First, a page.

CUNA Regulatory Comment Call

November 6, 2000

IRS Third-Party Payment Rules

(Not a Major Rule)


Comments on the proposed rules are due by January 17, 2001. Please submit your comments to CUNA by January 11, 2000. A hearing on this issue is also scheduled for February 7, 2001. Please feel free to fax your responses to CUNA at 202-371-8240; e-mail them to Associate General Counsel Mary Dunn at or to Assistant General Counsel Jeffrey Bloch at; or mail them to Mary or Jeff in c/o CUNA's Regulatory Advocacy Department, 805 15th Street, NW, Suite 300, Washington, DC 20005. You may also contact us if you would like a copy of the proposed rules.


The Internal Revenue Code requires that those engaged in a trade or business must report the amount of a payment if it is $600 or more and must report the name and address of the recipient. The party responsible for reporting this information must also withhold tax under certain circumstances, such as when the recipient has failed to provide a valid taxpayer identification number.

The proposed rules are intended to clarify these Form 1099 information reporting requirements for financial institutions, brokers, and others involved in three-party payments. Third-party payments include, for example, payments that a financial institution may make to a contractor on behalf of the borrower.


The proposed rules will require that a party making the payment on behalf of another must report the payment under one of the following circumstances:

The significant difference between the proposed rules and the current rules is that under current rules, a financial institution is not subject to the reporting requirements if it collects and makes payments on an "infrequent and isolated basis." Under the proposed rules, a financial institution would be subject to the reporting requirements under such circumstances if it performs a management or oversight function in connection with the payment.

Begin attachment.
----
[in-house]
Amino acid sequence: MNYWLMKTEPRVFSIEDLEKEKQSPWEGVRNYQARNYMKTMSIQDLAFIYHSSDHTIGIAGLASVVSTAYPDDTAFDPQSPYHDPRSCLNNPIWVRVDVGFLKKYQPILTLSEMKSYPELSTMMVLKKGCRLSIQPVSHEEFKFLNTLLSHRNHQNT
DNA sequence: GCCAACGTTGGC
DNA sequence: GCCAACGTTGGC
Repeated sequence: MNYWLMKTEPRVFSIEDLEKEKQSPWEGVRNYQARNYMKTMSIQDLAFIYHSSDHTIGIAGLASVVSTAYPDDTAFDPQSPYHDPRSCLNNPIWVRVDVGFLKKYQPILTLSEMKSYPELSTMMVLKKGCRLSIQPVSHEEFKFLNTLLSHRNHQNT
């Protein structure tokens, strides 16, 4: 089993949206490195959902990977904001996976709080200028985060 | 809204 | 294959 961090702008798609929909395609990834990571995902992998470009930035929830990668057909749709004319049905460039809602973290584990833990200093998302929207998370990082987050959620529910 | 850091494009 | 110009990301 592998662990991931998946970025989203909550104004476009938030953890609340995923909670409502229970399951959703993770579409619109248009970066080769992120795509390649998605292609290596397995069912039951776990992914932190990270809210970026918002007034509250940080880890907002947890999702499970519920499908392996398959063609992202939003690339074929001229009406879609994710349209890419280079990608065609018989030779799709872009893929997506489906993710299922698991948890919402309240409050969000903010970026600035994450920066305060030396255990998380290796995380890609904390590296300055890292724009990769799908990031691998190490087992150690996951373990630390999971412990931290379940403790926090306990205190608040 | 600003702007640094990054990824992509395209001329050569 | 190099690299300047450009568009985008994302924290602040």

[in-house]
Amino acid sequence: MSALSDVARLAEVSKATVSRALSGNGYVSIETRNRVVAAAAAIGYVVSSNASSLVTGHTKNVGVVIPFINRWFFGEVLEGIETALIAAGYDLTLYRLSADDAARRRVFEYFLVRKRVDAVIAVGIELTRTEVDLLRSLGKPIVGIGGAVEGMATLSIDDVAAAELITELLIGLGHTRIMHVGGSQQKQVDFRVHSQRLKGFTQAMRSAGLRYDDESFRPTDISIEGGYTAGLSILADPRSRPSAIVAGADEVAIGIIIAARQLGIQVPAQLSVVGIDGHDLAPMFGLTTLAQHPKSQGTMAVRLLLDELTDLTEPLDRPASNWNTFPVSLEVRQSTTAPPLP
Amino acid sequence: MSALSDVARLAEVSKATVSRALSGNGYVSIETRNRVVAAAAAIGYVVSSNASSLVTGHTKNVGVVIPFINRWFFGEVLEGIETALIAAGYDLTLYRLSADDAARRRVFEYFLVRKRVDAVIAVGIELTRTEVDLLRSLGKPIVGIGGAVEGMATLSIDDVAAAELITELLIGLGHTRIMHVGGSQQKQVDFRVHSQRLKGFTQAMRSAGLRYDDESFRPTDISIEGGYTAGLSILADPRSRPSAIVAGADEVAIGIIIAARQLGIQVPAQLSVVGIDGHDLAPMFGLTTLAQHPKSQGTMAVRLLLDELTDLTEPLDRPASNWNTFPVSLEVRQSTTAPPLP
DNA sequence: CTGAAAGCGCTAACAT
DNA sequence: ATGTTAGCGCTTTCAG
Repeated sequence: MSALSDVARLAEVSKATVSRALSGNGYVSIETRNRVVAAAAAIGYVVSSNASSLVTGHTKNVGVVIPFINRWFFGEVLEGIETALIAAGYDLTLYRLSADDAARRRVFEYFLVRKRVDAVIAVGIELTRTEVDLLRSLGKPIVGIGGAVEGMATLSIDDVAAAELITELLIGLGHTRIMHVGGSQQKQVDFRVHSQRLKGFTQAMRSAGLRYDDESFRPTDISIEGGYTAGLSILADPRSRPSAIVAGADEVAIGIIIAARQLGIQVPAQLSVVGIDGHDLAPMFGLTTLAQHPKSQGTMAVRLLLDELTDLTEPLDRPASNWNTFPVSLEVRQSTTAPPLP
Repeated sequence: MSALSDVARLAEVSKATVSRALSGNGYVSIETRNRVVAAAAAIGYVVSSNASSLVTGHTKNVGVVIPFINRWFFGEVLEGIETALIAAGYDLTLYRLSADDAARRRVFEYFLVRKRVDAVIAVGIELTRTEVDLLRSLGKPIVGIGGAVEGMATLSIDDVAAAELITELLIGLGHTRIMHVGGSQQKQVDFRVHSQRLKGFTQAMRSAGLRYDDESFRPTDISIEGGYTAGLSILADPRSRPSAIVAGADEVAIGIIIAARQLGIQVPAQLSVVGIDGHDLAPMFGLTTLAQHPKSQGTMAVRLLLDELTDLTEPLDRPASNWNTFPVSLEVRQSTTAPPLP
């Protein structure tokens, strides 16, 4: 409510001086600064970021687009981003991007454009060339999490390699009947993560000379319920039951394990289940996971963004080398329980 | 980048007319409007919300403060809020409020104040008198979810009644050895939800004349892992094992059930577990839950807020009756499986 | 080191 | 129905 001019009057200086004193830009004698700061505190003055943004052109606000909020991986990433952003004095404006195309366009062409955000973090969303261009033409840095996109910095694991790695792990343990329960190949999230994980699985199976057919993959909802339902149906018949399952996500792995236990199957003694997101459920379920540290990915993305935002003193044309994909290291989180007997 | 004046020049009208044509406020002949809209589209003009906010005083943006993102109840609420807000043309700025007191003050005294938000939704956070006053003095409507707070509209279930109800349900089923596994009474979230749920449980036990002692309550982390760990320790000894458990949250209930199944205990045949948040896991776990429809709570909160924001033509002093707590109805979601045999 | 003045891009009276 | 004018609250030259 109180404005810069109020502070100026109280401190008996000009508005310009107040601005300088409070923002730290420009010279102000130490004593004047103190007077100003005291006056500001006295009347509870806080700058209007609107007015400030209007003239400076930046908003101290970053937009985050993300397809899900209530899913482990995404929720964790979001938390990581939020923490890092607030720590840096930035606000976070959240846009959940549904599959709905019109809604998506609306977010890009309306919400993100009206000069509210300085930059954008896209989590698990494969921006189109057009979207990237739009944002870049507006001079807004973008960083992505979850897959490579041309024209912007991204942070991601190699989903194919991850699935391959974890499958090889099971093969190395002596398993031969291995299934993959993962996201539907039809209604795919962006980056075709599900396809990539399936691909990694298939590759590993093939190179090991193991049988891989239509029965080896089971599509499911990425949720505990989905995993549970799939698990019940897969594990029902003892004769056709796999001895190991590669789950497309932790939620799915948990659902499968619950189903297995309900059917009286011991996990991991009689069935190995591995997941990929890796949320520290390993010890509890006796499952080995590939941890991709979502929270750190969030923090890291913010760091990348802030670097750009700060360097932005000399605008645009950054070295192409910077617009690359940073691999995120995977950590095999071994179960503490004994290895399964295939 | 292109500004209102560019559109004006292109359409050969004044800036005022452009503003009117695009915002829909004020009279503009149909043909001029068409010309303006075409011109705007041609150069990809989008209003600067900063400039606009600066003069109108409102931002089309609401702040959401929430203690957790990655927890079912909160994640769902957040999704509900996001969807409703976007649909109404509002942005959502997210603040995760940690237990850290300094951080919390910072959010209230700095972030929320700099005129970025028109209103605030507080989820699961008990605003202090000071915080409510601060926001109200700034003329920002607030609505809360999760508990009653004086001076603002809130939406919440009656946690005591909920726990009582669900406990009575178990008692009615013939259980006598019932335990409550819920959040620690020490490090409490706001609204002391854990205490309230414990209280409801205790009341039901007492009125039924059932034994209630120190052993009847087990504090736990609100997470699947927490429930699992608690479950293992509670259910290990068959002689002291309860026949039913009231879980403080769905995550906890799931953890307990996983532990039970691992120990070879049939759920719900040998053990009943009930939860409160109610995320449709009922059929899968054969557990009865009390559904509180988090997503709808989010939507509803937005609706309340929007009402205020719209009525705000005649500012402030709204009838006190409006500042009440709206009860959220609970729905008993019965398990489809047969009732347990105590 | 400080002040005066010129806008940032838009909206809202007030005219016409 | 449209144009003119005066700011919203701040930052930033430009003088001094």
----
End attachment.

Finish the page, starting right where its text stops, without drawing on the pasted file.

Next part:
The proposed rules will preserve the current exception of allowing the option for those making payments to designate a paying agent to file information returns and backup withholdings. The proposed rules will also include examples, derived primarily from revenue rulings and private letter rulings. These rulings will then become obsolete to the extent that they are factually encompassed by these proposed rules. These obsolete rulings include IRS Revenue Rulings 93-70, 85-50, 77-53, 73- 232, 70-608, 69-595, 67-197, 65-129, 64-36, 59-328, 55-606, and 54-571.

Here are the other changes outlined in the proposed rules:

Payments to Joint Payees - The proposed rules provide that a payment made jointly to two or more payees may be considered fixed and determinable income for one payee even if it is not fixed and determinable for another payee.

Reported Amount When Fees, Expenses, or Commissions are Deducted From a Payment - The proposed rules clarify that the amount to be reported as paid to another person is the gross amount of the payment before fees, expenses, or commissions have been deducted. The person that is paid is generally responsible for these expenses and would be subject to the reporting requirements.


Eric Richard • General Counsel • (202) 508-6742 •

Mary Mitchell Dunn • SVP & Associate General Counsel • (202) 508-6736 •

Jeffrey Bloch • Assistant General Counsel • (202) 508-6732 •

Catherine Orr • Senior Regulatory Counsel • (202) 508-6743 •